The lack of diverse and affordable housing across British Columbia is having a significant impact on employers and employees. To ensure future economic sustainability, governments must work together to increase the supply and diversity of the housing stock without delay.


The cost of housing continues to rise across British Columbia, with increases ranging from 8.3% in Powell River to 30% in the East Fraser Valley.[1] Demand for housing is out pacing housing supply in both new builds and available rentals. By 2040, B.C.’s population is expected to grow by over one million people, requiring at least half a million new dwellings.[2][3] A substantial portion of this population growth will be in urban areas, but all communities across B.C. will also face significant growth with even less housing capacity.

Over the past decade, around 40,000 new Canadians have immigrated to B.C. each year. This has increased demand for housing and supply has not kept pace. As demand for housing has outpaced supply, the average price of purchasing a home in B.C. has increased dramatically. As of September 2021, the benchmark sales price for a new home in Metro Vancouver was over 1.2 million dollars, more than triple the benchmark price from twenty years prior, and a 28% increase from just two years prior.[4]

Not only is the price of purchasing a home increasing, but rental vacancy rates across B.C. are alarmingly low compared to other Canadian regional centres. The overall vacancy rate in the rental market remains below one per cent and the absorption rate for multi-family homes in the Greater Vancouver region is almost 100 per cent.[5] Current data shows 43% of B.C. Renters pay more than 30% of income on shelter costs and 21% pay more than 50% of income on shelter costs.[6] The inadequate volume of housing threatens to drive away young professionals and hinders businesses’ ability to attract labour. Diminished capacity to attract labour will negatively impact our province’s productivity and competitiveness.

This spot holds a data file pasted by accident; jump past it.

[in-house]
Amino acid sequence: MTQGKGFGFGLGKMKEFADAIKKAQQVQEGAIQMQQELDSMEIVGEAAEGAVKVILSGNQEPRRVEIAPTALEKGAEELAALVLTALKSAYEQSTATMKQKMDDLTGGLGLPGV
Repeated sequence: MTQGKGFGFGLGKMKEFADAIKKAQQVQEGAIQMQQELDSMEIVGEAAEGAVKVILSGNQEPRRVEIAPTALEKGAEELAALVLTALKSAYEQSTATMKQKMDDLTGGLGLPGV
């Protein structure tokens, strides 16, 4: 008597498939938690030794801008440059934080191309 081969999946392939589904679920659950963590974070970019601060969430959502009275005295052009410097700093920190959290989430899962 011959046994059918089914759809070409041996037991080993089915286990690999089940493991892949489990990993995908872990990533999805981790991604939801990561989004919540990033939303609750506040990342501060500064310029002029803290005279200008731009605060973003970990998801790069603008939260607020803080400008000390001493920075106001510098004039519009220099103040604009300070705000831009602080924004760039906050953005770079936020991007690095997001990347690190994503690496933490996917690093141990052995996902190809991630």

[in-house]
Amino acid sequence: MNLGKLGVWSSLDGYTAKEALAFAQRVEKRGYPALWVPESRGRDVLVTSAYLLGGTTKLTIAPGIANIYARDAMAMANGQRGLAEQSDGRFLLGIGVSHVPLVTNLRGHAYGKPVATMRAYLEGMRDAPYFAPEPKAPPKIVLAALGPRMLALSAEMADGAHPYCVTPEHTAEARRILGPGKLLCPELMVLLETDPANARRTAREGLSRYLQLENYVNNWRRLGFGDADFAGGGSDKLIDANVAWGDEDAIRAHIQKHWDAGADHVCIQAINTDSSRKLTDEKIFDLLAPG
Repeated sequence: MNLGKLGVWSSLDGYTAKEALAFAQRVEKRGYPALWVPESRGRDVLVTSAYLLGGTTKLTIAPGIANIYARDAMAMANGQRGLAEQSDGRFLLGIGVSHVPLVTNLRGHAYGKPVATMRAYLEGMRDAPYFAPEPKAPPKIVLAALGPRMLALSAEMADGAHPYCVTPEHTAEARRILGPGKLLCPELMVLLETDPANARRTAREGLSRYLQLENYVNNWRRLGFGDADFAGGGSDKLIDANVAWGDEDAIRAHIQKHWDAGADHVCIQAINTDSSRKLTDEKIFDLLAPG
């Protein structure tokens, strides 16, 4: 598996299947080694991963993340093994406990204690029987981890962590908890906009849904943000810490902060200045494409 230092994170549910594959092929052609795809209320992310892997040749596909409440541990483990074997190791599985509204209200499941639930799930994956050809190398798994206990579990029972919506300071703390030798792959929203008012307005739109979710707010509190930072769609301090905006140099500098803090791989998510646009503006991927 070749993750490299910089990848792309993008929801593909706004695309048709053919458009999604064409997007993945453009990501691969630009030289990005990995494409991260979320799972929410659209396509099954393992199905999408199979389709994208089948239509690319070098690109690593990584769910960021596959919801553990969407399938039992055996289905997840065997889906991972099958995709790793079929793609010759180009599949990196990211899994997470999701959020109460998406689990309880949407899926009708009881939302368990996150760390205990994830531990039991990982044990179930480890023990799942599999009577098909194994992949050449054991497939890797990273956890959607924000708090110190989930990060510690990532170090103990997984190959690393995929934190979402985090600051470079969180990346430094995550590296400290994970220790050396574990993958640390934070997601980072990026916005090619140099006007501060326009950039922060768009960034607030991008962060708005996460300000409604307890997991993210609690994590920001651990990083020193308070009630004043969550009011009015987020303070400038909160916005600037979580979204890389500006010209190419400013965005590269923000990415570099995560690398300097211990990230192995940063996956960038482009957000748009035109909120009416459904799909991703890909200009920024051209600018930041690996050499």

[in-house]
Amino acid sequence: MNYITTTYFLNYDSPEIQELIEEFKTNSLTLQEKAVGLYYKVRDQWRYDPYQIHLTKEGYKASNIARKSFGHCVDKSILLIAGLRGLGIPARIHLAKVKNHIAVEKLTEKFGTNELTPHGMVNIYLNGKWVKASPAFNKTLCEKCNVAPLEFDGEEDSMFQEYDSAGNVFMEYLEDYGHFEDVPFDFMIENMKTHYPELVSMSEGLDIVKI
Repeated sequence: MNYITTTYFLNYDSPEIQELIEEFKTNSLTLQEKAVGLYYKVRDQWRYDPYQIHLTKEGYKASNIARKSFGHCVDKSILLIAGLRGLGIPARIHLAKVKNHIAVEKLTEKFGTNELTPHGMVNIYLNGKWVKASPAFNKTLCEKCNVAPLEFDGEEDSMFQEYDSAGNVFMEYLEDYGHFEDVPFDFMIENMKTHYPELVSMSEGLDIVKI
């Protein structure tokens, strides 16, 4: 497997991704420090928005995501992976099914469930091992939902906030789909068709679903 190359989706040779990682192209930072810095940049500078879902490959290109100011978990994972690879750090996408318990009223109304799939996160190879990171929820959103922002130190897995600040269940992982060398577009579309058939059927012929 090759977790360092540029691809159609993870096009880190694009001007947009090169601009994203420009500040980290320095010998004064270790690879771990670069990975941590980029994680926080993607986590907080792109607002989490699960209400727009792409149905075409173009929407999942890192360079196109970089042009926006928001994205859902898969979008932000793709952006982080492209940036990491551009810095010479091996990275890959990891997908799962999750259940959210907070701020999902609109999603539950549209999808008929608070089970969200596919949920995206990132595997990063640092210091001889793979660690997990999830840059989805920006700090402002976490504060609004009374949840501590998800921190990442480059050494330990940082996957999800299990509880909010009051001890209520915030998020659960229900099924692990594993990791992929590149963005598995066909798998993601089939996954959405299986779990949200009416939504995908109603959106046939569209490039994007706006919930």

As demonstrated by recent budget commitments, the provincial and federal governments are rightly devoting more resources to addressing the affordable housing crisis. The 2022 federal budget outlines more than 8 billion dollars in investment in new housing. The 2022 BC Budget outlines $166 million in investment as part of the province’s affordable housing strategy. While these are important commitments, government has yet to implement any systematic reforms to zoning and land use policies that drive the undersupply of housing.

Gap Between Population Growth and Housing Supply/Demand

While there is no silver bullet when it comes to improving housing affordability, B.C. would benefit from initiatives that increase housing form and density, incentivize more efficient land use, and streamline and improve permit processing procedures.

Increasing Housing Density

B.C.’s Regional Districts and incorporated municipalities all have unique geography and challenges when it comes to addressing housing supply. Physical barriers and legislated land restrictions (Agricultural Land Reserve, Urban Containment Boundary etc.) significantly limit land available for new developments, meaning most of the needed increase in our housing supply will need to be in areas where housing already exists. This requires creative housing solutions that balance density with livability.

Despite constrained geography, inefficient land use continues to exacerbate B.C.’s housing affordability challenges. On average, 69% of residential zoned land in municipalities across B.C. is occupied by detached single-family homes, housing a small minority of our total population.[7] The number is much higher for the City of Vancouver – around 80% of residential zoned land is occupied by single-family detached homes.[8] This is unsustainable, and building in this manner results in unaffordable city centres. Families and working professionals would be pushed out of the city and further away from their jobs, thereby increasing commute times and emissions. Diversity in Housing Form

To make more efficient use of available land, we must construct higher density housing known as the “Missing Middle,” which includes, but is not limited to laneway housing and secondary suites in single-family home zones, townhouses, and apartment multiplexes. The availability of housing units that can support families is also of great concern. While some local governments have recently introduced family-unit requirements for new developments, zoning and regulations have created disincentives to build denser family housing styles like townhouses and other higher density housing options.

Processing Time Limits